Defining Difference: The Role of Immigrant Generation and Race in American and British Immigration Studies (Mary Waters, Ethnic and Racial Studies: Vol 37, No 1 (2014)).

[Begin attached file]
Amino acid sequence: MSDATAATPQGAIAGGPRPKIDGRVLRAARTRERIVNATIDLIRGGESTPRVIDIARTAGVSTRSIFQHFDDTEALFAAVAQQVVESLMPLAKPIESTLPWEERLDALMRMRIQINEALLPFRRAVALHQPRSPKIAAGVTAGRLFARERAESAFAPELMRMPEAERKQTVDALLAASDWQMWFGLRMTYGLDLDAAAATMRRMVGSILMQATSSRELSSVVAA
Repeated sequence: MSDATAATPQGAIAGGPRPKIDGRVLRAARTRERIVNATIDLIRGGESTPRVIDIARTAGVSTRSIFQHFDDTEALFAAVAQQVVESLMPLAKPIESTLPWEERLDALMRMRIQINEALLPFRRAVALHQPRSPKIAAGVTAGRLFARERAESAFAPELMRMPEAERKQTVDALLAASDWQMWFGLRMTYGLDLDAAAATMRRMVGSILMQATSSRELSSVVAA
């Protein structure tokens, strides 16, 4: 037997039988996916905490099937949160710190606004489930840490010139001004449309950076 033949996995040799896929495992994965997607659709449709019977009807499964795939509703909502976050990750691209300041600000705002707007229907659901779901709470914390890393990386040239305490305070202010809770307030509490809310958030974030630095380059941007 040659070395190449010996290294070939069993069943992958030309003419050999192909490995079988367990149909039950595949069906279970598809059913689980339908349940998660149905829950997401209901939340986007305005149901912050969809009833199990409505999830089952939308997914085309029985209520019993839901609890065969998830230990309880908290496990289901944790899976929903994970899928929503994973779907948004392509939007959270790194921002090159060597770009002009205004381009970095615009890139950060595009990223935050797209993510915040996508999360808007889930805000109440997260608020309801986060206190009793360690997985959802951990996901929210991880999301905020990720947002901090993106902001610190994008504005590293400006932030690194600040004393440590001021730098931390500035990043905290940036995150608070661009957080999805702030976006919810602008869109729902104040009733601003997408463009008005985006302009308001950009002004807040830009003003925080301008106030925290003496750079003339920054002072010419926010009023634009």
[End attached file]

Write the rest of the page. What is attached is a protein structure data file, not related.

This article reviews the ways in which Britain and the USA classify and analyse the integration of immigrants and their descendants. While both societies recognize racial differences in their official statistics and in the academic analyses of change over time, the USA tends to classify immigrants and their descendants by immigrant generation much more than Britain does. The importance of the concept of generation in American immigration research is highlighted and it is suggested that studies built on the importance of generation can illuminate social processes of integration in Britain. The complexities of defining and measuring immigrant generation are reviewed, including new developments in the measurement of generation that take into account age at migration, and historical period and cohort effects. Racial and ethnic minority groups formed through immigration may have very different characteristics depending on the average distance of their members from immigration including the possibility of ‘ethnic leakage’, as more assimilated, later-generation individuals no longer identify with the group.